[cfe-dev] [llvm-dev] RFC: A new ABI for virtual calls, and a change to the virtual call representation in the IR
John McCall via cfe-dev
cfe-dev at lists.llvm.org
Fri Mar 11 11:13:25 PST 2016
> On Mar 11, 2016, at 9:56 AM, Reid Kleckner <rnk at google.com> wrote:
> On Fri, Mar 11, 2016 at 9:41 AM, John McCall <rjmccall at apple.com <mailto:rjmccall at apple.com>> wrote:
> Okay, so, it sounds to me like LLVM basically treats strong definitions as protected, then. Should we just formalize that?
> I guess the proposal here would be:
> 1. Remove protected visibility from LLVM. (Or deprecate it as equivalent to default.)
> 2. Teach the ELF emitter to emit non-hidden strong definitions using ELF protected visibility.
> 3. Teach the ELF emitter to emit non-hidden weak definitions using ELF default visibility (unless they’re unnamed_addr?).
> LLVM definitely thinks that strong definitions are "ODR", so we could do 2. I'm sure it would break somebody, somewhere though. We probably don't want to do 1 and 3, so that users can still mark their weak definitions as protected if they want to.
Ah, that’s true, protected would still be meaningful for weak definitions.
> GCC must do *some* inlining between strong definitions. Do you know what their rule is? Is it just a C++ thing?
> GCC only inlines strong definitions when -fPIC is disabled, meaning the code will be linked into the main executable. In this case, no interposition can occur because dynamic symbol search always starts in the executable. They also have -fno-semantic-interposition, which allows inlining strong definitions:
> https://gcc.gnu.org/onlinedocs/gcc-5.3.0/gcc/Optimize-Options.html#index-fsemantic-interposition-972 <https://gcc.gnu.org/onlinedocs/gcc-5.3.0/gcc/Optimize-Options.html#index-fsemantic-interposition-972>
Okay. The way we should be thinking about this is that -fno-semantic-interposition is the default rule on Clang. Now, if we fully embrace that by making symbols protected by default, we will break somebody out there who’s relying on interposition despite our poor support for it. Therefore, we need to have a story for how to unbreak them. For a small number of interposable symbols, it’s reasonable for us to tell them to use __attribute__((weak)). However, some people might have a ton of symbols they interpose, and other people will complain about us doing things differently from GCC; for those people, we will need to support an explicit -fsemantic-interposition option. So let’s talk about how to support that.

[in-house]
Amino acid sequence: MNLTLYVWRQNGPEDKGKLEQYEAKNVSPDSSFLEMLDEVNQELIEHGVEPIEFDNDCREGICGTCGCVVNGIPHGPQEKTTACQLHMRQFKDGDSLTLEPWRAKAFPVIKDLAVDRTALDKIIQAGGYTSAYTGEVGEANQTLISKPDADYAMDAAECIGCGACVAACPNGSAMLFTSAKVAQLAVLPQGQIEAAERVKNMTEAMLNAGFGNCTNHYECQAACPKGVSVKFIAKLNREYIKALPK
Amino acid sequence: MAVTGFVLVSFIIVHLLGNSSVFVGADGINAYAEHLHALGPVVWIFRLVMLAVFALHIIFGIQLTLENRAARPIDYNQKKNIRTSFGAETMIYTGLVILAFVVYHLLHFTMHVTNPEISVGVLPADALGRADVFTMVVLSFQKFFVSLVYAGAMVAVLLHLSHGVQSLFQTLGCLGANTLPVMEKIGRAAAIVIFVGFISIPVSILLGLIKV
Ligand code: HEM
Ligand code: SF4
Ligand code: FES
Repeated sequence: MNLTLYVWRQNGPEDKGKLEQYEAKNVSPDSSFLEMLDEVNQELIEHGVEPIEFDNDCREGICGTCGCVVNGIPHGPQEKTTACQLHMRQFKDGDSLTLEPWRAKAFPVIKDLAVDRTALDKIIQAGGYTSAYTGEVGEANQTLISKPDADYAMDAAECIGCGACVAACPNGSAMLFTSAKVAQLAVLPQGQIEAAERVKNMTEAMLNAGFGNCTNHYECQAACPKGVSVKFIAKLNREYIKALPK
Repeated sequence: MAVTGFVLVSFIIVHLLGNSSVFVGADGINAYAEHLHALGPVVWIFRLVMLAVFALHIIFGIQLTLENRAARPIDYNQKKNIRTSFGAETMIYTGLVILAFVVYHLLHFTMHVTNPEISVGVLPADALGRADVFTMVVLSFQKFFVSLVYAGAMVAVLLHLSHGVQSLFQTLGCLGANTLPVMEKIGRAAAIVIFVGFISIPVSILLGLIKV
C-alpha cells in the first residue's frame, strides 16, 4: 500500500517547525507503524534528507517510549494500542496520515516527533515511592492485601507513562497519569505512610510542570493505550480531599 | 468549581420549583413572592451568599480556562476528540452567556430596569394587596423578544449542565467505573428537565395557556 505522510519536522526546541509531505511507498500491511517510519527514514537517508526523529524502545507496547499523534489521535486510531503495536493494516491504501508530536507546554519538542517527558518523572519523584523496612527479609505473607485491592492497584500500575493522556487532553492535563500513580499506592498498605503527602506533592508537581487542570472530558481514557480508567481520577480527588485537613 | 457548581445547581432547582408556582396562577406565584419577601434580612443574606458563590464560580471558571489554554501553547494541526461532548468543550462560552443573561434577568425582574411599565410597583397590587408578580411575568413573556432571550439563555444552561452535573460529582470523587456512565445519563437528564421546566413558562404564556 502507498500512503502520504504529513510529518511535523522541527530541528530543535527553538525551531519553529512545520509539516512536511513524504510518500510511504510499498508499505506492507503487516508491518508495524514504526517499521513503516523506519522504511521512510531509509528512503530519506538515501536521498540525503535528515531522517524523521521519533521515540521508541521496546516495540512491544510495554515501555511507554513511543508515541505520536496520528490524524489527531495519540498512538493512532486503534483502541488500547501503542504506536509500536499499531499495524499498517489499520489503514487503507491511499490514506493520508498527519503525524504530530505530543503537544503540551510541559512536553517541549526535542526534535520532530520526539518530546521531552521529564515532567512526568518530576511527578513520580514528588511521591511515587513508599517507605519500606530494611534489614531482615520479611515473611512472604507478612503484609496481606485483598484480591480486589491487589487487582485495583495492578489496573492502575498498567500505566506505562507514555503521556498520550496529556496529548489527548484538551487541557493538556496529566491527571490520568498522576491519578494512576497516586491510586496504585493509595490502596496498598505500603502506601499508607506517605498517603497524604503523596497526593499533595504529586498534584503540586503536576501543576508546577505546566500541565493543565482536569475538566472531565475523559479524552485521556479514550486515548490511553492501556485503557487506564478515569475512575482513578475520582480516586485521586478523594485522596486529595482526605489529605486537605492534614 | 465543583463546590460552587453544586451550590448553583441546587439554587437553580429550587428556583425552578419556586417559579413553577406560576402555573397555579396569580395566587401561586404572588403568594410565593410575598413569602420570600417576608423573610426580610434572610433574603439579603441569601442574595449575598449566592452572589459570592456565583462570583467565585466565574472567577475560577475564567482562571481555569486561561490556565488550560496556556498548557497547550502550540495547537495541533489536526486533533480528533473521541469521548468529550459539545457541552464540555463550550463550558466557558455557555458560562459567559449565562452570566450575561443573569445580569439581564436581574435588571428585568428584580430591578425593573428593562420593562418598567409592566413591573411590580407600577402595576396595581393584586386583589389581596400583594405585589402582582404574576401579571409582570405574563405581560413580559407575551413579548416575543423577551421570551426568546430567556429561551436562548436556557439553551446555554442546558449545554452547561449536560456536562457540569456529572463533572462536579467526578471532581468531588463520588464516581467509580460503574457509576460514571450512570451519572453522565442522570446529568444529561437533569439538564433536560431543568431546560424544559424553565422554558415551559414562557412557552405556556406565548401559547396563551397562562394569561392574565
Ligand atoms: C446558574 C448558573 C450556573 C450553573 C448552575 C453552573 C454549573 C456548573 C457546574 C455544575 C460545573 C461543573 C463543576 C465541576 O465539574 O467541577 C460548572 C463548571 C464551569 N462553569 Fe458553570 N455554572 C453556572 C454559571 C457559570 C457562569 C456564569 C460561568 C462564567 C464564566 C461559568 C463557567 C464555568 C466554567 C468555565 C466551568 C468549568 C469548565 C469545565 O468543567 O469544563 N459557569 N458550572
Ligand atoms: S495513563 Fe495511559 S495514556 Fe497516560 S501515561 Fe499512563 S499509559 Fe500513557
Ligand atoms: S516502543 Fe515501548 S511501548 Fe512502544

Deciding whether a symbol is dynamically replaceable should not be a target- and option-specific decision in LLVM IR. It seems obvious to me that the right default rule is that symbols cannot be replaced. We already have several ways to express replaceability in IR, but they’re all linkage kinds, not visibility kinds; and in fact, there are some basic APIs in LLVM that assume that this decision is wholly a matter of the linkage kind. So it seems reasonable to me to eliminate protected visibility, and then make sure we can still express everything we need to using linkage, adding new linkage kinds as necessary.
It seems to me that the basic breakdown here is:
- Is this definition strong, ODR-weak, or semantically replaceable within the linkage unit?
- Is this definition strong, ODR-weak, or semantically replaceable outside the linkage unit?
When the definition uses the same rules for both, the existing linkages are fine: external, weak_odr / linkonce_odr, or weak, respectively. So let’s break down the cases by their declared visibility and see where it’s possible to use different rules inside and outside the linkage unit.
Hidden definitions obviously never use different rules outside the linkage unit.
Protected definitions are strong outside the linkage unit. If the definition isn’t strong within the linkage unit, this is a difference we don’t have the ability to express in linkage today.
Default definitions under -fno-semantic-interposition use the same rules outside and inside the linkage unit.
Default definitions under -fsemantic-interposition are semantically replaceable outside the linkage unit. The GCC rule is (thankfully) that the ODR still takes priority for inline definitions, and weak definitions are semantically replaceable everywhere, so this only actually makes a difference for strong definitions. We can’t just say that the definition is weak, because that changes linker behavior: we still want the linker to diagnose attempts to provide multiple strong definitions, and the strong definition still needs to take priority over any weak definitions within the linkage unit. So we don’t have the ability to express “strong internally, weak externally” today in linkage.
Now, there are a number of things about linkage that are kindof orthogonal, and it would be nice to model them more orthogonally. That would be a major change in representation, though. Absent the will to do that, I propose that we:
- remove/deprecate protected visibility, making visibility purely a hidden vs. non-hidden flag
- add weak_for_linker, weak_odr_for_linker, linkonce_for_linker, and linkonce_odr_for_linker (better names highly desired) to model the weak-with-protected-visibility cases
- add strong_for_linker (better name highly desired) to model the strong-but-interposable case
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